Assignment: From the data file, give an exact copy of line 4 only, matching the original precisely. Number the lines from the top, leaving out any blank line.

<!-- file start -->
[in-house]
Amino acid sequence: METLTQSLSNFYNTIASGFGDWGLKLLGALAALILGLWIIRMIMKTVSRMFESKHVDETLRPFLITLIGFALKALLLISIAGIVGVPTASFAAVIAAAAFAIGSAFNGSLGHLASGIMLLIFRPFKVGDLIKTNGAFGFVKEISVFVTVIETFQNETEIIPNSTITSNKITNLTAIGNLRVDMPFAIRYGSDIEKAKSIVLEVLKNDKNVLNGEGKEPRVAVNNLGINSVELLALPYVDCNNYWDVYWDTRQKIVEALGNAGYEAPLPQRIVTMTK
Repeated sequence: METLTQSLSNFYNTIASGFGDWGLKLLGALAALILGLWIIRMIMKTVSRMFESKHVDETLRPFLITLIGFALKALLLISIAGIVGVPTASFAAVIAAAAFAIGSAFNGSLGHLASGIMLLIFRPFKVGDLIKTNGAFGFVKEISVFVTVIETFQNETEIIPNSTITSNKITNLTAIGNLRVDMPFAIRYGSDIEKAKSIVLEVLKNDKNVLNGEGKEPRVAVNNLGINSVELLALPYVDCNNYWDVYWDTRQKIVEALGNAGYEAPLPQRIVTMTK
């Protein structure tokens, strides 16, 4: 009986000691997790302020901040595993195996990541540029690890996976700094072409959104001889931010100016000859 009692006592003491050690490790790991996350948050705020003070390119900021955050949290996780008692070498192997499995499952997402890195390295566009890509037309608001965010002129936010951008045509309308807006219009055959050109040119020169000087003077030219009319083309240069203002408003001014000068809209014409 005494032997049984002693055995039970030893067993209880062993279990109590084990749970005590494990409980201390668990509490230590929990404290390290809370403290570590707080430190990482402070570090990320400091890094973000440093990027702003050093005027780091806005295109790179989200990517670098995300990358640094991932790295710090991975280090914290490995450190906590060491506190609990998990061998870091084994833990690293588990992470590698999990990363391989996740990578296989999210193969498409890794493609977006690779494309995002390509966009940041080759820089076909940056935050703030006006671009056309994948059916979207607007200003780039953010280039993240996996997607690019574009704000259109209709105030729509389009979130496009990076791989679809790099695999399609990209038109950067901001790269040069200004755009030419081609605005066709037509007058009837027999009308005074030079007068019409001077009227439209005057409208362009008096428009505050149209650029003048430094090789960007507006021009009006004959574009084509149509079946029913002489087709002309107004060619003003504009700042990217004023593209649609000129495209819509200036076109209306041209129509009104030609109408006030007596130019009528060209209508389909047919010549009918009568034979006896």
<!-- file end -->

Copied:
């Protein structure tokens, strides 16, 4: 009986000691997790302020901040595993195996990541540029690890996976700094072409959104001889931010100016000859 009692006592003491050690490790790991996350948050705020003070390119900021955050949290996780008692070498192997499995499952997402890195390295566009890509037309608001965010002129936010951008045509309308807006219009055959050109040119020169000087003077030219009319083309240069203002408003001014000068809209014409 005494032997049984002693055995039970030893067993209880062993279990109590084990749970005590494990409980201390668990509490230590929990404290390290809370403290570590707080430190990482402070570090990320400091890094973000440093990027702003050093005027780091806005295109790179989200990517670098995300990358640094991932790295710090991975280090914290490995450190906590060491506190609990998990061998870091084994833990690293588990992470590698999990990363391989996740990578296989999210193969498409890794493609977006690779494309995002390509966009940041080759820089076909940056935050703030006006671009056309994948059916979207607007200003780039953010280039993240996996997607690019574009704000259109209709105030729509389009979130496009990076791989679809790099695999399609990209038109950067901001790269040069200004755009030419081609605005066709037509007058009837027999009308005074030079007068019409001077009227439209005057409208362009008096428009505050149209650029003048430094090789960007507006021009009006004959574009084509149509079946029913002489087709002309107004060619003003504009700042990217004023593209649609000129495209819509200036076109209306041209129509009104030609109408006030007596130019009528060209209508389909047919010549009918009568034979006896």